The central government’s repulsion towards the inclusion of Other Backward Classes in the caste census in India has exposed the state’s casteist notions. Moreover, the tussle within BJP party lines and the push from the opposition has only politicised this demand. But the real question remains: why such a census is crucial? Aeshita Singh highlights how the reluctance towards the caste census in India stems from the upper caste imagination of caste.
While Islam is viciously portrayed as perpetrating violence, how much of the misinterpretation of Islamic text add to its misrepresentation? Should we blame the religion for extremist tendencies that certain terror organisations exhibit? Or blame the interpreters of the Islamic text who presents a distorted meaning? While critiquing misrepresentation of Muslims and Islamophobia in the west, Sabahat Wali Khan asks whether there’s a need for introspection within the community.
Farm laws 2020 created quite a stir over the last year. Farmers from across Punjab and Haryana hurdled at Delhi NCT borders, and others rallied in their states, lending support to those sitting at the Tikri Border. But, while the protests silently loomed over the ends of Delhi, unweathered despite the pandemic, the farm laws and their issues are still unaddressed. Amidst the relative silence from both ends, government and farmers, this article tries to reignite the discussion on what went wrong. Abhinash Ray writes on the Farmers’ Produce Trade and Commerce (Promotion and Facilitation) Act to detail its provisions, critiquing it and providing solutions for its implementation.
A lot has been written about corruption in Nigeria since independence. Even though the country tried to inculcate transparency and accountability through reformations, it seems to retreat to its past. With eclipsing free speech and failing legal machinery, corruption has only surged. Damilola Bajo describes the many instances of corruption in Nigeria and how they have affected democracy. In this commentary, she moves ahead with a solution-oriented approach to counter corruption, arguing how collective desire and change can propel effective policy implementation.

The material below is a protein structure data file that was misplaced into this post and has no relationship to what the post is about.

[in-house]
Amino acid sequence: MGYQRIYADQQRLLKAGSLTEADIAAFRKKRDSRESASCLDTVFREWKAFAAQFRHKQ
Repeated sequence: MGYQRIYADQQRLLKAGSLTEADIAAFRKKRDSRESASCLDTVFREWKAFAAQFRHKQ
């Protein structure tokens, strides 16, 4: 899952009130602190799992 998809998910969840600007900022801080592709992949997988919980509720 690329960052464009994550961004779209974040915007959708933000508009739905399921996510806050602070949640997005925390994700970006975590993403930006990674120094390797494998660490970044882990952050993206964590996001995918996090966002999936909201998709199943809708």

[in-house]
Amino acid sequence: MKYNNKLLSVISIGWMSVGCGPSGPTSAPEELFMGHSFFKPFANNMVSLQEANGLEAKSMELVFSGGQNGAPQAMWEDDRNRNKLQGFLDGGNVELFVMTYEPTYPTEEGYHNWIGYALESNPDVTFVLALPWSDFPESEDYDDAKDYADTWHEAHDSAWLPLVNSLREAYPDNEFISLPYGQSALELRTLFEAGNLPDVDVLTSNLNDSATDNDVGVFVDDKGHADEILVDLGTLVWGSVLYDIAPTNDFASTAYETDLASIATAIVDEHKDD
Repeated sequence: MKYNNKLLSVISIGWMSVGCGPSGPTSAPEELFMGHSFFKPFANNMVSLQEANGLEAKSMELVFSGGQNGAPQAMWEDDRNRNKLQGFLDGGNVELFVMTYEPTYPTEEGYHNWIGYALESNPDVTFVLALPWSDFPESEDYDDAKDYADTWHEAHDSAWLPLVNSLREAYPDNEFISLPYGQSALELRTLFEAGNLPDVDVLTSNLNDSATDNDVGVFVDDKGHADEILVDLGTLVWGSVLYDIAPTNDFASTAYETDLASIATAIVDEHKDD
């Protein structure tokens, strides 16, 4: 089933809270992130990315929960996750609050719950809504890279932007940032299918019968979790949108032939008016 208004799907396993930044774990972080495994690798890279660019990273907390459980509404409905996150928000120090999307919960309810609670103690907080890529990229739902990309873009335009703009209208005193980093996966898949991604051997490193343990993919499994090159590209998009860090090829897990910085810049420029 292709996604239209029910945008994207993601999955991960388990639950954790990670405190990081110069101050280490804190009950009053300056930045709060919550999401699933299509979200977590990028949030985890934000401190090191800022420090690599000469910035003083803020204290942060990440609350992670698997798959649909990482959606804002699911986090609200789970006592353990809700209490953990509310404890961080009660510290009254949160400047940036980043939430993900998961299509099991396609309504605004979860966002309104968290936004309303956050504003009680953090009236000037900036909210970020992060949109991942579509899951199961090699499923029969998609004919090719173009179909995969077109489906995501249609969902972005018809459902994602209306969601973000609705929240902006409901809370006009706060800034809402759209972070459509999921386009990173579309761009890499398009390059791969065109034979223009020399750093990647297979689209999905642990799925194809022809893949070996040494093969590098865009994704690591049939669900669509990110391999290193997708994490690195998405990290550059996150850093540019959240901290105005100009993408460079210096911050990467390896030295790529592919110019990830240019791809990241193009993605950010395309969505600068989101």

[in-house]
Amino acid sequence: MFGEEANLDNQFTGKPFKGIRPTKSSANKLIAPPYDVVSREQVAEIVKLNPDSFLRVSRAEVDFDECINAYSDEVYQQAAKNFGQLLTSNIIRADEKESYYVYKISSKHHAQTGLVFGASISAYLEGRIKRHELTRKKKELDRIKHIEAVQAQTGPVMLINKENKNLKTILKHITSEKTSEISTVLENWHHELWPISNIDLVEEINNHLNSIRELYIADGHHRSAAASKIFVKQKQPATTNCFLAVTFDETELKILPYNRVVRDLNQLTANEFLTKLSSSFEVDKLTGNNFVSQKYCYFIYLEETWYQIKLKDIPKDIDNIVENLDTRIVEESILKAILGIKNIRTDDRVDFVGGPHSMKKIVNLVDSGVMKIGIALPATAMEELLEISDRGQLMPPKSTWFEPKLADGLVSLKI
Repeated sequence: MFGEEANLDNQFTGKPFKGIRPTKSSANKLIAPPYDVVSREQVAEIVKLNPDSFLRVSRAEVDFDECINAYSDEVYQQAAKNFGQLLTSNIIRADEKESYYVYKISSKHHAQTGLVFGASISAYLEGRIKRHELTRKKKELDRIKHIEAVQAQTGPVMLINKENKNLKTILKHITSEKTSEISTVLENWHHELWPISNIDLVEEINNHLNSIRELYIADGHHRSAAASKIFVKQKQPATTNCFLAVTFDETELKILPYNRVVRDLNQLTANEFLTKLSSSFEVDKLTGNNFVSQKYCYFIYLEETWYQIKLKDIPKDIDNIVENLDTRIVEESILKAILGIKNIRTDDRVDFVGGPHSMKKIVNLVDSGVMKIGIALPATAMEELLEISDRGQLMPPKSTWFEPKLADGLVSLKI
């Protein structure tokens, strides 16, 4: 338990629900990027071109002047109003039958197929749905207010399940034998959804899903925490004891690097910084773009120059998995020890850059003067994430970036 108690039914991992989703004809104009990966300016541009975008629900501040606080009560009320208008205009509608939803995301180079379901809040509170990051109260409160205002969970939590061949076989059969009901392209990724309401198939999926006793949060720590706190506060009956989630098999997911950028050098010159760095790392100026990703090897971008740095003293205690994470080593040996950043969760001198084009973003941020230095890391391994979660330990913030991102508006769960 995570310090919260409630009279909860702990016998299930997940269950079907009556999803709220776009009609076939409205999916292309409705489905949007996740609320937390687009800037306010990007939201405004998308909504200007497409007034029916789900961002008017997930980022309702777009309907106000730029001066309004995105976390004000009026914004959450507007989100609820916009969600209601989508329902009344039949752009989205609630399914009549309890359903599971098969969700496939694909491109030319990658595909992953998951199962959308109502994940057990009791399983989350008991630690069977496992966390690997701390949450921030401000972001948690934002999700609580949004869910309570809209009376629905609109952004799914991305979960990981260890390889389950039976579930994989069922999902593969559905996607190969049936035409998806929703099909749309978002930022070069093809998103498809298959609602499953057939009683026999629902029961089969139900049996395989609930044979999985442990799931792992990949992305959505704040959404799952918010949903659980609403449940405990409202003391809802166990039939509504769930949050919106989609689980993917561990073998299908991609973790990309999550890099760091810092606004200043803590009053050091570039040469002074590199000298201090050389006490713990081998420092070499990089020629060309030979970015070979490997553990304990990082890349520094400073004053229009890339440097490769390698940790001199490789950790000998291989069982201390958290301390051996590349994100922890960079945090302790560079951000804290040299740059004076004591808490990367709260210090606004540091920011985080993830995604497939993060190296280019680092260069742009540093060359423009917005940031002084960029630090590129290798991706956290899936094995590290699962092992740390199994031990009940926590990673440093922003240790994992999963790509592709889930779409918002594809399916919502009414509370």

The Modi cabinet reshuffle occupied Indian media’s broadcast space for the whole of last week. While several attributed the new changes to a decisive step, some called it tokenism to undo recent fiascos. The recent reshuffle shows that governments with a significant majority in the Parliament have it easier. The same has been evident throughout PM Modi’s two terms. Jaibatruka Mohanta analysis the pattern of cabinet reshuffles in India in the light of the recent one.
Bhasha Singh, in her book, writes a telling account of manual scavenging in India, and it stands relevant even today. She details the stories from across India and is writing with deep anguish and pain. Her words are moving, and so are the real-life narratives of manual scavengers. Although her book was published in 2014, a lot from it still stands true. Singh’s book also exposes the government’s unwillingness and the court’s casteist streak. Dhruv Soni reviews the book, highlighting the best aspects and drawing some of its limitations.
Since its inclusion, first, under rule 49-o of Conduct of Elections Rules 1961, and again as a symbolic implementation in 2013, NOTA was idealised as a powerful tool to exercise the right to reject. Overestimating its potential, the Supreme Court in its NOTA judgment became too short-sighted. While the top Court included NOTA as a working option, it simultaneously made NOTA vote incompetent. Disha Pathak details the inefficacy of NOTA and its limited potential to bring any real transformation.